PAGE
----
Sunday, December 20, 2015


Everyone needs a good-looking headshot these days! With profile photos on several different social media accounts, your headshot may be seen by potentially thousands of people before they ever meet you in person. Your headshot makes an immediate impression so it’s important that your online presence is carefully curated to create the impression you want the world to see. The world has changed and boring headshots aren’t going to work anymore! You need a headshot that will stand out from the crowd of boring profile pics and amateur looking cell phone selfies. Lucky for you it’s easy to stand out for the right reasons if you hire a professional portrait photographer, especially if you find a photographer that understands the art of the headshot. When you find the right photographer make sure and give them some creative leeway, after all you’re hiring them for their taste and expertise, don’t hamstring them by requesting a boring “safe” look. Let them make something exceptional for you. At Paul Bellinger Photography we specialize in badass portraits and headshots that will help make your online presence pop! To book your sitting visit www.portraits.paulbellinger.com.

Tips for photographers: This headshot lighting is inspired by Peter Hurley’s lighting technique. I initially set out to replicate the Peter Hurley look, but then quickly got shadowy. So I started with three lights on the face, to create a triangle catchlight pattern in the eyes similar to one that Peter Hurley uses. Essentially I created a right triangle out of light modifiers with a two or three foot opening in the middle to shoot through. Bringing the subject close to the lights creates something of a big ring-light pattern with quick falloff on the face and catchlights that can be very striking. But in my opinion there is too much fill in the shadows when the subject’s face is surrounded by big lights so I tweaked the ratios between the three lights until there was a clear shadow pattern that creates dimension on the face. Camera left I used a large 5 foot octabox in a vertical position perpendicular to the subject’s face as the key light, with the power set about 3 stops brighter than the other two lights, which will act as fill and catchlights. Underneath the camera a few feet below the subject’s face is a 4 foot softbox pointing straight up at the ceiling, creating a right angle with the octabox key light, forming two sides of a right angle triangle. The third light acts as the hypotenuse of the right triangle, connecting the other two on a 45 degree angle. You can see each of the modifiers in the catchlights if you look closely, although the key light is most prominent. To finish off the look I added a silver reflector behind the subject out of frame to the camera right that creates the edge light you see on the camera right side of the subject’s face.  See more headshots, including tips for photographers by clicking here.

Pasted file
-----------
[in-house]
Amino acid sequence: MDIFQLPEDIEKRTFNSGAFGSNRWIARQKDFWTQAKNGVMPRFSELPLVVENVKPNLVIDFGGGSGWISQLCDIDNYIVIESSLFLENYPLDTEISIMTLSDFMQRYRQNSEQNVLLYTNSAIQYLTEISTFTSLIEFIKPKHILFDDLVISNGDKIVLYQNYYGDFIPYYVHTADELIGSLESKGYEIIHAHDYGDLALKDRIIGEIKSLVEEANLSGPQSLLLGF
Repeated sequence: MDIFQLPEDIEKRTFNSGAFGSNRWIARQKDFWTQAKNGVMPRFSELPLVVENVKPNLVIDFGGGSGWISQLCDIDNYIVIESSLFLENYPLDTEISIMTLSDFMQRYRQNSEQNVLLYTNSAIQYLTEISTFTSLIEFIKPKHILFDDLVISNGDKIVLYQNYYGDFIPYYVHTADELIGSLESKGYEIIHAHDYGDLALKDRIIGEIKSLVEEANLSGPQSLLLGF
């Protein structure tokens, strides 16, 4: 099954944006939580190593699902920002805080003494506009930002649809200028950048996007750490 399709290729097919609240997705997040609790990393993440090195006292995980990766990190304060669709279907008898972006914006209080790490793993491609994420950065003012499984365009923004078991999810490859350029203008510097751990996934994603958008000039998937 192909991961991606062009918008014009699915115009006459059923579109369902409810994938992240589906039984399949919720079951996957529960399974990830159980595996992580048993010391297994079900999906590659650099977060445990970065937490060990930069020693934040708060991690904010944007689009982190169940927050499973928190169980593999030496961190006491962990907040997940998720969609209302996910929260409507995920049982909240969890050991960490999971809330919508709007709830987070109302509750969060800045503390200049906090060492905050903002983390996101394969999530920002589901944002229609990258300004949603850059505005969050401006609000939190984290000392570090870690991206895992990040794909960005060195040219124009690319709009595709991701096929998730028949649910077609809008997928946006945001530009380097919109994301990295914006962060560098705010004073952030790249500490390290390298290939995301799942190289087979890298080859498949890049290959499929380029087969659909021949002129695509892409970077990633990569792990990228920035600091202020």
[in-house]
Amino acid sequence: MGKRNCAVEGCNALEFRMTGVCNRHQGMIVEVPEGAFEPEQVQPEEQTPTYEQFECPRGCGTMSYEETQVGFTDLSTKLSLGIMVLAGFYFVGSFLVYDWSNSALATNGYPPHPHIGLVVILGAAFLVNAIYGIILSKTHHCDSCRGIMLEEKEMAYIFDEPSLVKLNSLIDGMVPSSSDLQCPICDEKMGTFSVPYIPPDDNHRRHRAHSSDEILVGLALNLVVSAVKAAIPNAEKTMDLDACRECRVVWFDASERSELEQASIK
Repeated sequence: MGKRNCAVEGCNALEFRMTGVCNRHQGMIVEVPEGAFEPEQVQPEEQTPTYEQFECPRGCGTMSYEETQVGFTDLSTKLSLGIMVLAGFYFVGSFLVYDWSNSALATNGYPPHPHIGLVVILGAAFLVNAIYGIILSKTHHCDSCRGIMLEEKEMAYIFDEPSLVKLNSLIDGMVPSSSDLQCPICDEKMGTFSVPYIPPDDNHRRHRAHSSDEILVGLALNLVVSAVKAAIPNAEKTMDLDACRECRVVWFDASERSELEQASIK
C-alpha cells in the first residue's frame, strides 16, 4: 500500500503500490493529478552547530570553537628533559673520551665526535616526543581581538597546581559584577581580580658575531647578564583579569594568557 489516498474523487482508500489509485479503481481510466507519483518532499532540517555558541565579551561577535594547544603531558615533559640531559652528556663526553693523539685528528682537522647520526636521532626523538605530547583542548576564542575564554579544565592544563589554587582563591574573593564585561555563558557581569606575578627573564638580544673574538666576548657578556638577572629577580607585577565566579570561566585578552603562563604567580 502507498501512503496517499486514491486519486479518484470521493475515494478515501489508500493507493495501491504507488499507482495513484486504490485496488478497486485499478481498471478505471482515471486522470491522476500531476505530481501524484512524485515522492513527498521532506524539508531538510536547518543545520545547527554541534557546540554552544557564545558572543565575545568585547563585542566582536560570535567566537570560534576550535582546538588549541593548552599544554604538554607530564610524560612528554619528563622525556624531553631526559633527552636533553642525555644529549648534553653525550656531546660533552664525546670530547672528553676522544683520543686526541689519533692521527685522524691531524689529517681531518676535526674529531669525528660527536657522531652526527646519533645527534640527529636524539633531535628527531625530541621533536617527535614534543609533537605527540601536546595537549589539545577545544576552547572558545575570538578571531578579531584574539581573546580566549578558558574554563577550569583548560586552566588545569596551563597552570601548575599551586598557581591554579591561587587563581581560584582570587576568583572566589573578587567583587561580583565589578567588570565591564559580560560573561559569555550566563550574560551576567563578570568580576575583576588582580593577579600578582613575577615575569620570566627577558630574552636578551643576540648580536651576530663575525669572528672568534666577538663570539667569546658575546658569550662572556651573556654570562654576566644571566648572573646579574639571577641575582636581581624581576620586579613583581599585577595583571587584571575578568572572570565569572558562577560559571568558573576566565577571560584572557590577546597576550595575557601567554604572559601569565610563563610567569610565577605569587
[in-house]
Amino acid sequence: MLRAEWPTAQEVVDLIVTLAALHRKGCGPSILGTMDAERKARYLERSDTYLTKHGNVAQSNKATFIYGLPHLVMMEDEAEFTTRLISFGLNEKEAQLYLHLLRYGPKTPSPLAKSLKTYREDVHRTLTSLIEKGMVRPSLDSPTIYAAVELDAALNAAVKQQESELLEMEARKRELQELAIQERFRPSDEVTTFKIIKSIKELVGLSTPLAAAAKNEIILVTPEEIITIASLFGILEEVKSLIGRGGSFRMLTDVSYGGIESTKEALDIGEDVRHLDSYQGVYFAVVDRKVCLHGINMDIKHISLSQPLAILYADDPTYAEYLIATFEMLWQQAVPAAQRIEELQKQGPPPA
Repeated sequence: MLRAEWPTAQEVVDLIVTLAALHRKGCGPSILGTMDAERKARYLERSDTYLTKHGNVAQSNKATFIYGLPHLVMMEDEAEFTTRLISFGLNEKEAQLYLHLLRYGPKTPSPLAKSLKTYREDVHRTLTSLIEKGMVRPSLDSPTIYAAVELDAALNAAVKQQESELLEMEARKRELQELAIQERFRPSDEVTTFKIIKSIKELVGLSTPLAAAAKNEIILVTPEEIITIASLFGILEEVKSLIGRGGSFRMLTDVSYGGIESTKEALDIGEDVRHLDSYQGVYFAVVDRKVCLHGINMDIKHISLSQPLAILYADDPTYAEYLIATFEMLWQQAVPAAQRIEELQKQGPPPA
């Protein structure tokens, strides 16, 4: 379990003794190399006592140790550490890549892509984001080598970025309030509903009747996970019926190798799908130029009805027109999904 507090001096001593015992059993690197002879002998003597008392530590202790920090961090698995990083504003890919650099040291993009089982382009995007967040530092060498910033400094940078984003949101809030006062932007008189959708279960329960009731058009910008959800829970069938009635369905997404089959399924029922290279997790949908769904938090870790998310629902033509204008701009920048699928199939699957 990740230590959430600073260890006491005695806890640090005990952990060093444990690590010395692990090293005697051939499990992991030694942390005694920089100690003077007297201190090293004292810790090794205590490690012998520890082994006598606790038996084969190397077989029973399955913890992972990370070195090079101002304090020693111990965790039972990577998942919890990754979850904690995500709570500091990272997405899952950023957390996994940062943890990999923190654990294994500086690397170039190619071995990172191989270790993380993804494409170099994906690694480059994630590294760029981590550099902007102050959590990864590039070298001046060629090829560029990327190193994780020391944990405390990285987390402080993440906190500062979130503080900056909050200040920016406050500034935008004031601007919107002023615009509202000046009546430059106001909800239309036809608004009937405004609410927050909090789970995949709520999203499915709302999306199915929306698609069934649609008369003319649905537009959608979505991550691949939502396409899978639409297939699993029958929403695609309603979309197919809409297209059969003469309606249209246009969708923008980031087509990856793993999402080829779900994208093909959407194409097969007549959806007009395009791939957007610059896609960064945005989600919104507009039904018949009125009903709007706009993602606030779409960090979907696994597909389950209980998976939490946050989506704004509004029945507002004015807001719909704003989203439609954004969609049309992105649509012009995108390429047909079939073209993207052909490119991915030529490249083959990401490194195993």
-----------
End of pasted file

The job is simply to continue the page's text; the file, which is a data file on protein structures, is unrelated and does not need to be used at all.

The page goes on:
Thursday, December 17, 2015


One of the blessings of being a portrait photographer is making portraits of the people you love the most. All portraits are special but portraits of the people you love are priceless. These are my wife’s parents, Ma and Baba, and for going on six years now, they’re my parents too. They recently made their second trip to the US for Thanksgiving and they spent over a week in Billings Montana with us. I am very thankful that I got to spend about three hours with them in the studio and we made some beautiful portraits that my wife and her family and I will forever cherish. Ma and Baba are back in Hazaribagh India now, safe and sound. Thank you to everyone who made them feel welcome during their time here.